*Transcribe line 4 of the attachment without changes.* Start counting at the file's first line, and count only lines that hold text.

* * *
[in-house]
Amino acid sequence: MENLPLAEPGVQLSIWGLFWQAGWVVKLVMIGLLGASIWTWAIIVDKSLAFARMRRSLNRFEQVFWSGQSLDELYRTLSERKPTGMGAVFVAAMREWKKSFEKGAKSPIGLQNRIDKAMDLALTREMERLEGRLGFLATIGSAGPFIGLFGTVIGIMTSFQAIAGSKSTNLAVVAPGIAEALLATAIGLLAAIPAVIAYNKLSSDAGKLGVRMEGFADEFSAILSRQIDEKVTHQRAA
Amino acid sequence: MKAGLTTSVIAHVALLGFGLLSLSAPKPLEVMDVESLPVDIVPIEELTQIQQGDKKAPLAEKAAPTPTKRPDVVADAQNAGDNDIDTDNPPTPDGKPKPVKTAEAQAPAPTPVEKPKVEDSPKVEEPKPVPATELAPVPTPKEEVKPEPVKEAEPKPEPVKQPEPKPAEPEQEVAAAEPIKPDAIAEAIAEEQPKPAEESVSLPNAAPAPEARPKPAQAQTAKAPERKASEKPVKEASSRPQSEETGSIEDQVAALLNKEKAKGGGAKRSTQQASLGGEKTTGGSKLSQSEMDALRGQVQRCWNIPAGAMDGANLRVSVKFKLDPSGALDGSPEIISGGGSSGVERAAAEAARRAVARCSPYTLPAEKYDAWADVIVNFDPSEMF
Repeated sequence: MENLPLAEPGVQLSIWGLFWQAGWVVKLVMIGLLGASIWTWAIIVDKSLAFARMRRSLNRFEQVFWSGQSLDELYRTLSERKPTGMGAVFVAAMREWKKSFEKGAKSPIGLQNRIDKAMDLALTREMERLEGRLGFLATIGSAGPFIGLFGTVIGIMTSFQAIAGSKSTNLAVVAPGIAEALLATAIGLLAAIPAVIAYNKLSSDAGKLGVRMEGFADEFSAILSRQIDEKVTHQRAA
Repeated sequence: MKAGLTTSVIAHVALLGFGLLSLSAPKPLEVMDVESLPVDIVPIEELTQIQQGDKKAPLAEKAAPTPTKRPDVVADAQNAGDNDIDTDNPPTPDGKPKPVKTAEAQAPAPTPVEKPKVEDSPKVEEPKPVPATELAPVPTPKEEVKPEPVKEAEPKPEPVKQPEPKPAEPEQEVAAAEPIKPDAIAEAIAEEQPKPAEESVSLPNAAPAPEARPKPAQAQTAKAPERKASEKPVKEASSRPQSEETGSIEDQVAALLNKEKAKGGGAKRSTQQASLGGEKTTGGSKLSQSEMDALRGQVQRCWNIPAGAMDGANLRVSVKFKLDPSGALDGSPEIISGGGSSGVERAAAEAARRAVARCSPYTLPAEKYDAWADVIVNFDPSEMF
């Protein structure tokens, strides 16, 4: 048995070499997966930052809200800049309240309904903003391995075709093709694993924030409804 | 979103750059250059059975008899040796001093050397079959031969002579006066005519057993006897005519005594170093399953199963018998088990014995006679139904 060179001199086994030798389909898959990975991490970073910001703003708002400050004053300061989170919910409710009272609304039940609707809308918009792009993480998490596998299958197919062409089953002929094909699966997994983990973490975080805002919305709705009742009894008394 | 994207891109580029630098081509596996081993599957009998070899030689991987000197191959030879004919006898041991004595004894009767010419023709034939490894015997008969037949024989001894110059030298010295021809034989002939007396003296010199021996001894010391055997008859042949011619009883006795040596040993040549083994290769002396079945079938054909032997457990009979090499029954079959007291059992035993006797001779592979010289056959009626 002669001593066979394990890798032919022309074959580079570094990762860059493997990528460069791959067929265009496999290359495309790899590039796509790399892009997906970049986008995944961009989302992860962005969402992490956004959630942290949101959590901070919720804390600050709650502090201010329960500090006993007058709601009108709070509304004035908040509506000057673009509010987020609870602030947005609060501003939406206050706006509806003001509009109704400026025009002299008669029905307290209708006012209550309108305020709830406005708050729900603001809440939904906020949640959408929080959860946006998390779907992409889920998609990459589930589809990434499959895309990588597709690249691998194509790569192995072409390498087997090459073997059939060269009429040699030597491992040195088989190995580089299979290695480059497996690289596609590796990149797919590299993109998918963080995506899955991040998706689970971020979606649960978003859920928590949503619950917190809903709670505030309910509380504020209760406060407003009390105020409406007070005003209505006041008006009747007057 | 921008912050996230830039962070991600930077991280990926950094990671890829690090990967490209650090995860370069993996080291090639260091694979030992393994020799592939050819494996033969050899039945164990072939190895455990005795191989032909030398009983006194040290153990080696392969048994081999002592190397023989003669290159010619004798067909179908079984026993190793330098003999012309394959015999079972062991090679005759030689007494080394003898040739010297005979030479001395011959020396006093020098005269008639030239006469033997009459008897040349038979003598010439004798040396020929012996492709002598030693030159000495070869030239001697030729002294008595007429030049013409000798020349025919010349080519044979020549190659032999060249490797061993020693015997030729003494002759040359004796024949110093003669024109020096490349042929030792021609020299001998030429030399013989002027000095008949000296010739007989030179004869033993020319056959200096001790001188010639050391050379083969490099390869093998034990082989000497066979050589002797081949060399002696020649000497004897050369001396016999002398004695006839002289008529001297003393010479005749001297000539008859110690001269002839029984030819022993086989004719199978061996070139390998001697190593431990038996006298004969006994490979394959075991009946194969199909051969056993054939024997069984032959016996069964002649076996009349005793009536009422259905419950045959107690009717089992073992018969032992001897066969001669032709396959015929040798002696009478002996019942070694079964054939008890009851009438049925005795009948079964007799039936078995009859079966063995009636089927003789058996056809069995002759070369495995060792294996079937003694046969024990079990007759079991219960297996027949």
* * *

Repeated sequence: MENLPLAEPGVQLSIWGLFWQAGWVVKLVMIGLLGASIWTWAIIVDKSLAFARMRRSLNRFEQVFWSGQSLDELYRTLSERKPTGMGAVFVAAMREWKKSFEKGAKSPIGLQNRIDKAMDLALTREMERLEGRLGFLATIGSAGPFIGLFGTVIGIMTSFQAIAGSKSTNLAVVAPGIAEALLATAIGLLAAIPAVIAYNKLSSDAGKLGVRMEGFADEFSAILSRQIDEKVTHQRAA